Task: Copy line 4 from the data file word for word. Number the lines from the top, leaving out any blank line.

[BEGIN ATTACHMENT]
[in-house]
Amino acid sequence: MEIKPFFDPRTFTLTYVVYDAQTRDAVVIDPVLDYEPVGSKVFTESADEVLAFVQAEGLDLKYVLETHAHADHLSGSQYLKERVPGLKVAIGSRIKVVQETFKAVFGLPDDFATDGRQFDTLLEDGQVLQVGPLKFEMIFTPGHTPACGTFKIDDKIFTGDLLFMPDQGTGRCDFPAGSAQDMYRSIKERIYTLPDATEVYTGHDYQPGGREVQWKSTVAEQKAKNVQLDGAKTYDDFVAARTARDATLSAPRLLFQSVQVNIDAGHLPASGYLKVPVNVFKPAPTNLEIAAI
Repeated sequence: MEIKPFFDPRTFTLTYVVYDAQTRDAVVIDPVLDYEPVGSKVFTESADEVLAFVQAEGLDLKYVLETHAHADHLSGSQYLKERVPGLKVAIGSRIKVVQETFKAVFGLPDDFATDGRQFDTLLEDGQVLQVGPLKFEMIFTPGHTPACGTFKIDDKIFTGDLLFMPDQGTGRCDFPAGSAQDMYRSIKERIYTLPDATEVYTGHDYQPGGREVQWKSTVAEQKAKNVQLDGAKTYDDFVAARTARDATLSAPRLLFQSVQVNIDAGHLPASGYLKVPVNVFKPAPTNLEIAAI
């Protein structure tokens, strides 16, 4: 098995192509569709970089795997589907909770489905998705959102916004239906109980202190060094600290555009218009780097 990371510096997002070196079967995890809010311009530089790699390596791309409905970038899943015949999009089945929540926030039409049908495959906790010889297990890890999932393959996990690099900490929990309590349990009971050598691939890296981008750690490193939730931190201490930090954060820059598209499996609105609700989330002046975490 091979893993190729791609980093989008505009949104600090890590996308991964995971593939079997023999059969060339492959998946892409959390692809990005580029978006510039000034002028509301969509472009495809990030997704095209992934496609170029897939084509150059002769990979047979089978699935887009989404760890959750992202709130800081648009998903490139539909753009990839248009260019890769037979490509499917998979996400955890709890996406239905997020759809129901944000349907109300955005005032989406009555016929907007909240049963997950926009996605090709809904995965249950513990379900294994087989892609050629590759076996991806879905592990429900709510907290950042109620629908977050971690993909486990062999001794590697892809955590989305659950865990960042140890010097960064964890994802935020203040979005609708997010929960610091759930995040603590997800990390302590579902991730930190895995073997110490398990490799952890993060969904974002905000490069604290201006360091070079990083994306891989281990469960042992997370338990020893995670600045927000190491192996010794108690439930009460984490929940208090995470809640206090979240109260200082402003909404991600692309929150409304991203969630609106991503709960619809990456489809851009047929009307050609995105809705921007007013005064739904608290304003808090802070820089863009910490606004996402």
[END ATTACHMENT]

């Protein structure tokens, strides 16, 4: 098995192509569709970089795997589907909770489905998705959102916004239906109980202190060094600290555009218009780097 990371510096997002070196079967995890809010311009530089790699390596791309409905970038899943015949999009089945929540926030039409049908495959906790010889297990890890999932393959996990690099900490929990309590349990009971050598691939890296981008750690490193939730931190201490930090954060820059598209499996609105609700989330002046975490 091979893993190729791609980093989008505009949104600090890590996308991964995971593939079997023999059969060339492959998946892409959390692809990005580029978006510039000034002028509301969509472009495809990030997704095209992934496609170029897939084509150059002769990979047979089978699935887009989404760890959750992202709130800081648009998903490139539909753009990839248009260019890769037979490509499917998979996400955890709890996406239905997020759809129901944000349907109300955005005032989406009555016929907007909240049963997950926009996605090709809904995965249950513990379900294994087989892609050629590759076996991806879905592990429900709510907290950042109620629908977050971690993909486990062999001794590697892809955590989305659950865990960042140890010097960064964890994802935020203040979005609708997010929960610091759930995040603590997800990390302590579902991730930190895995073997110490398990490799952890993060969904974002905000490069604290201006360091070079990083994306891989281990469960042992997370338990020893995670600045927000190491192996010794108690439930009460984490929940208090995470809640206090979240109260200082402003909404991600692309929150409304991203969630609106991503709960619809990456489809851009047929009307050609995105809705921007007013005064739904608290304003808090802070820089863009910490606004996402």